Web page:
All rankings are not created equal. Rankings can be a useful tool, but don’t over-rely on them. Many sources publish college rankings and they all use different methodologies. Some publishers produce multiple specialized, smaller lists, so if a school touts that it is “ranked number 3,” that may only mean number three among small colleges without graduate programs that are located in state X. Go beyond the rankings and examine the numbers of the schools you are considering. Look at the average high school GPAs and test scores of their incoming classes, but also look at statistics like: How many of the faculty members are full-time, and how many possess the terminal degree in their field? How big is the endowment, and what is the endowment-per-student amount? How diverse is the student body? What is the student-faculty ratio? What is the alumni giving rate?
Apply to several schools. Even if you think you know where you want to go and you are 99% certain you will be accepted, you should apply to multiple schools. One school may give you a significantly better financial aid package than the others, and even if you don’t go there, you may be able to leverage that offer into a better package from your dream school (see below). Alternatively, you may change your mind about where you want to go, or the unthinkable might happen and you may be rejected from your dream school. Don’t put yourself in the position of having few options.
Don’t focus on the sticker price. A local public university may seem like the least expensive option, but private colleges often award significantly more and larger scholarships. Many scholarships are funded from endowments, which is one reason the endowment-per-student number is important. You won’t get your financial aid offer until after you are accepted. Even if a school seems like it will be too expensive, you should still apply. If you like a school, don’t take it out of the running until you have all the necessary information to make an informed decision.
Schools want students like you. Many colleges are seeking to increase the numbers of first-generation students they enroll because they see it as part of their mission, they want to expand access, and they value the diversity that students like you bring to campus. Some schools receive grants based on their numbers of first-generation students. But they may not know that you are first-generation if you don’t tell them, so consider mentioning it on your application, in your essay, or to your admission counselor.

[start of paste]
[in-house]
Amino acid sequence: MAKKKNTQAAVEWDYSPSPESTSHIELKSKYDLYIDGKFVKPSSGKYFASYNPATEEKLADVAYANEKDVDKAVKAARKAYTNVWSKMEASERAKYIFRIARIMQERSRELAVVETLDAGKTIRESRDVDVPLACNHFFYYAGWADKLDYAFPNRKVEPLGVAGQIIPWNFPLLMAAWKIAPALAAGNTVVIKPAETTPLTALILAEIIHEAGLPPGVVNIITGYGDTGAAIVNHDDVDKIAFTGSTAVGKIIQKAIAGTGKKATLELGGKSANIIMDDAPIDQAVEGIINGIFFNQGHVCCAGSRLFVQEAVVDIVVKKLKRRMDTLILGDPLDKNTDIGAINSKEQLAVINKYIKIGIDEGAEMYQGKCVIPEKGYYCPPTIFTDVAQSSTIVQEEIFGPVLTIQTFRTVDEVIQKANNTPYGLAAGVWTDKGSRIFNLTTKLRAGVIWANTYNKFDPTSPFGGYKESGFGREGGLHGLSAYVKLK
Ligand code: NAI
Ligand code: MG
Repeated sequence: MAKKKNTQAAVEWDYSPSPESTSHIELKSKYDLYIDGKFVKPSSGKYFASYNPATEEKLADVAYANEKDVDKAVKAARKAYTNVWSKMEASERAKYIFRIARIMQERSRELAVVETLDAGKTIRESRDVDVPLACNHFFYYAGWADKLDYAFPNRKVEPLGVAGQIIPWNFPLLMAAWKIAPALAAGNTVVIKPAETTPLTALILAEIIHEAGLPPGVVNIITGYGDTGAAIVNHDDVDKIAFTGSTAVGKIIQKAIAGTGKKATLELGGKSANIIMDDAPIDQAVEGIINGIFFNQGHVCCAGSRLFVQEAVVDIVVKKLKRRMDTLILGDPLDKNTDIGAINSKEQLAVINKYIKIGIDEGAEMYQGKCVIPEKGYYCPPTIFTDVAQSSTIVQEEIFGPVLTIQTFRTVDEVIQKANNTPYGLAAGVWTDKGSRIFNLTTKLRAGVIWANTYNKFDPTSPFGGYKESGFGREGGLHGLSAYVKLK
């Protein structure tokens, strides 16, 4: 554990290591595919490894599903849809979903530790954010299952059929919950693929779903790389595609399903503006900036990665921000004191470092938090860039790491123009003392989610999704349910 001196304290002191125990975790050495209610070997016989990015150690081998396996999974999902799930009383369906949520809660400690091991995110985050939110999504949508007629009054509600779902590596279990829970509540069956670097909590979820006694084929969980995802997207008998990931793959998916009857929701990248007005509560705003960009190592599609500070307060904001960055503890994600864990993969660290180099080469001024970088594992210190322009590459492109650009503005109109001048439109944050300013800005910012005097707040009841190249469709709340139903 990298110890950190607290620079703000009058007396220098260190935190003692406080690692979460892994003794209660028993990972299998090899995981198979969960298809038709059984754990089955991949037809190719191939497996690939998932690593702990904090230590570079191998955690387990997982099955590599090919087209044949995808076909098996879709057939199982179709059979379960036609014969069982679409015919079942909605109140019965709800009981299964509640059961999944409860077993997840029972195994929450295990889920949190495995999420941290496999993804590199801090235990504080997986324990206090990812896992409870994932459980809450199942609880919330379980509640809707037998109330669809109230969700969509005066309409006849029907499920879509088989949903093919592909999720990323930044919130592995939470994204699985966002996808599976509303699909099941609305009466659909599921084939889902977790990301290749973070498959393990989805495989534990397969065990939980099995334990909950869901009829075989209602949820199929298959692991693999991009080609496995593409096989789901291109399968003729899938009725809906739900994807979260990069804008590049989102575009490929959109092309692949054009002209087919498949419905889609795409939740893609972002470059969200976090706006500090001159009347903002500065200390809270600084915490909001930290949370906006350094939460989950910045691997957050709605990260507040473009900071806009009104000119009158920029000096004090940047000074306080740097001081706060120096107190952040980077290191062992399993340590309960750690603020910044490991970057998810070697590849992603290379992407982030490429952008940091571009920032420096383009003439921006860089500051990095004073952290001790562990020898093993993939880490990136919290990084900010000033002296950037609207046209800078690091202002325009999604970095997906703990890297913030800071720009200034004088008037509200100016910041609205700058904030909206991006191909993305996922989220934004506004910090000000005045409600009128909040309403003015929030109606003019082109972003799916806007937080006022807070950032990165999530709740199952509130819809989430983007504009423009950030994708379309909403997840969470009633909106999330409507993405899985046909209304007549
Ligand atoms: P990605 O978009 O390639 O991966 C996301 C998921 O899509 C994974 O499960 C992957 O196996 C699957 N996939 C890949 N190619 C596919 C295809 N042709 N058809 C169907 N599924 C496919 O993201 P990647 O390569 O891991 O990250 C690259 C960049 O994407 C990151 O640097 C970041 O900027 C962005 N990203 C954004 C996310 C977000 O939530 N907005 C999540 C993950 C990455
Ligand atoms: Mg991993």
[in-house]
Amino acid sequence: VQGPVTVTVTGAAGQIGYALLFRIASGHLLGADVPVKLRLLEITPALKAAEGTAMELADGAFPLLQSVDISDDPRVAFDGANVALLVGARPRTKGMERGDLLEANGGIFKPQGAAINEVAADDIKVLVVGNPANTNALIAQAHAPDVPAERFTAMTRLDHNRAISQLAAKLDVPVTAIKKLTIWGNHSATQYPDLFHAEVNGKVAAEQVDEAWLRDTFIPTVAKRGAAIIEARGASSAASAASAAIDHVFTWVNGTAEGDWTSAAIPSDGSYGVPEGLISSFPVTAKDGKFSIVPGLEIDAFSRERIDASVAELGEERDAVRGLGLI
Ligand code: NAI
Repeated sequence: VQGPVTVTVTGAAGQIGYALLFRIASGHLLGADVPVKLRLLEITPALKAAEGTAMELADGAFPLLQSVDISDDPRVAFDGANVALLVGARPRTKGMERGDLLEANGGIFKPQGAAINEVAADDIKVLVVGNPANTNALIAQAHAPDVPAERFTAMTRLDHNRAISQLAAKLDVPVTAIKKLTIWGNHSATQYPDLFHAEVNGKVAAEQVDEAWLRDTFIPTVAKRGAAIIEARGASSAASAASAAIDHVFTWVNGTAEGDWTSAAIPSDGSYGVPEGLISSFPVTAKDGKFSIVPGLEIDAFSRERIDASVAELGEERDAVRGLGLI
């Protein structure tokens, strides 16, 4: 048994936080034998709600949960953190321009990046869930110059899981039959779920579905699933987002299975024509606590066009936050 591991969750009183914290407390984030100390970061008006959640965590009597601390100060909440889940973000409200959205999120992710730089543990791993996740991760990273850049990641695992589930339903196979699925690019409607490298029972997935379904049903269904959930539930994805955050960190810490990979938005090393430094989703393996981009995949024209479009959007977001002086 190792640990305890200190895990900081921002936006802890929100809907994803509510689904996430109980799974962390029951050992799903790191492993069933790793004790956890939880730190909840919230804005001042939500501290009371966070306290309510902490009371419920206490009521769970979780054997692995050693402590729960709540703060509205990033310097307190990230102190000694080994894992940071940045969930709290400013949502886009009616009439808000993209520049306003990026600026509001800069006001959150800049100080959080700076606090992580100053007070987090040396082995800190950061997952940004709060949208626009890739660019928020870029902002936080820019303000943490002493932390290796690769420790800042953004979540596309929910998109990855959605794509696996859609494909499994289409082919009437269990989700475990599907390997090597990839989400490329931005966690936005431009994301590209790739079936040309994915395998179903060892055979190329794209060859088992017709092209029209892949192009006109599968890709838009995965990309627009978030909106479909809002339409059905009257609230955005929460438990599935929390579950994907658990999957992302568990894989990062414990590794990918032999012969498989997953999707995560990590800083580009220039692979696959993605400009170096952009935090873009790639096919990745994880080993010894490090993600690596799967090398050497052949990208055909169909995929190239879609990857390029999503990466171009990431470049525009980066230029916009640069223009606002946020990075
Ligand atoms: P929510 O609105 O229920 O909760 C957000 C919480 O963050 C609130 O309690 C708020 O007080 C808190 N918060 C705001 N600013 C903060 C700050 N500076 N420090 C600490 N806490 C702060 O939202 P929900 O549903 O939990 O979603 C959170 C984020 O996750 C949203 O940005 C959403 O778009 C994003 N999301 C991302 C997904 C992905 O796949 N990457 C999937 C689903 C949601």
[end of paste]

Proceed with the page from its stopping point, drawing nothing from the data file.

Don’t settle for your comfort zone. College is about so much more than what you learn in the classroom. If you choose a local school because it feels comfortable to you, you’ll likely end up in classes with a number of students whose life experiences are similar to your own (and probably quite a few people who graduated from your high school). If you live at home, you’ll miss out on a lot of social activities and friendship-building opportunities. I believe I experienced much greater growth because I attended a college in a different state whose student body consisted of students from nearly every state in the nation and something like twenty countries. I was constantly exposed to views and experiences that were not like my own. Some of my best friends are the friends I made in college, and they continue to motivate and inspire me every time I interact with them. I can say without hesitation that I would not be the person I am today if I had stayed in my high school environment, lived at home, and attended one of the local schools that so many of my high school classmates attended.
Make sure your parents complete the FAFSA early. Your parents must complete and submit your FAFSA early in the calendar year if you want to get the best possible financial aid package. To complete the FAFSA, your parents will need to have their income tax information from the previous year, but they do not need to have actually filed their income tax return yet. They can submit estimated numbers, and they may have to do that, as many schools’ FAFSA deadlines are before the annual income tax deadline of April 15. Make sure your parents know how important this form is. If you do not submit the FAFSA, you probably will not be eligible to receive any need-based financial aid. If you submit it late, much of the available need-based money may already have been awarded to other students. Send in your FAFSA as early as you can.